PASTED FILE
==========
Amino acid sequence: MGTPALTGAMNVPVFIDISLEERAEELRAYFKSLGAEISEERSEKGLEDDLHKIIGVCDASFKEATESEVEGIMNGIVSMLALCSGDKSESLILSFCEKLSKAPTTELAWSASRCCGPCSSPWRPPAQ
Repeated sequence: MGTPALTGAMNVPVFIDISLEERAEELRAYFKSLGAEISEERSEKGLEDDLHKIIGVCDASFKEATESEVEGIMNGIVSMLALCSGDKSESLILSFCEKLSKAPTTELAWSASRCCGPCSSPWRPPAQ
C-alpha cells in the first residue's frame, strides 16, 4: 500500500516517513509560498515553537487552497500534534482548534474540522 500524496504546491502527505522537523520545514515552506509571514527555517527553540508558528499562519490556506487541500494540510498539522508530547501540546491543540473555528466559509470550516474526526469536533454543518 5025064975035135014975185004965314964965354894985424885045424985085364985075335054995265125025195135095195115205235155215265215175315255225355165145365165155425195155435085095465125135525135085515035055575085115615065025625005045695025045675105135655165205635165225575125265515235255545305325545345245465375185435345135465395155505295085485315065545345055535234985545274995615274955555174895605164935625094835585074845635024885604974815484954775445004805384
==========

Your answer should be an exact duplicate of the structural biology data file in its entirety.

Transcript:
Amino acid sequence: MGTPALTGAMNVPVFIDISLEERAEELRAYFKSLGAEISEERSEKGLEDDLHKIIGVCDASFKEATESEVEGIMNGIVSMLALCSGDKSESLILSFCEKLSKAPTTELAWSASRCCGPCSSPWRPPAQ
Repeated sequence: MGTPALTGAMNVPVFIDISLEERAEELRAYFKSLGAEISEERSEKGLEDDLHKIIGVCDASFKEATESEVEGIMNGIVSMLALCSGDKSESLILSFCEKLSKAPTTELAWSASRCCGPCSSPWRPPAQ
C-alpha cells in the first residue's frame, strides 16, 4: 500500500516517513509560498515553537487552497500534534482548534474540522 500524496504546491502527505522537523520545514515552506509571514527555517527553540508558528499562519490556506487541500494540510498539522508530547501540546491543540473555528466559509470550516474526526469536533454543518 5025064975035135014975185004965314964965354894985424885045424985085364985075335054995265125025195135095195115205235155215265215175315255225355165145365165155425195155435085095465125135525135085515035055575085115615065025625005045695025045675105135655165205635165225575125265515235255545305325545345245465375185435345135465395155505295085485315065545345055535234985545274995615274955555174895605164935625094835585074845635024885604974815484954775445004805384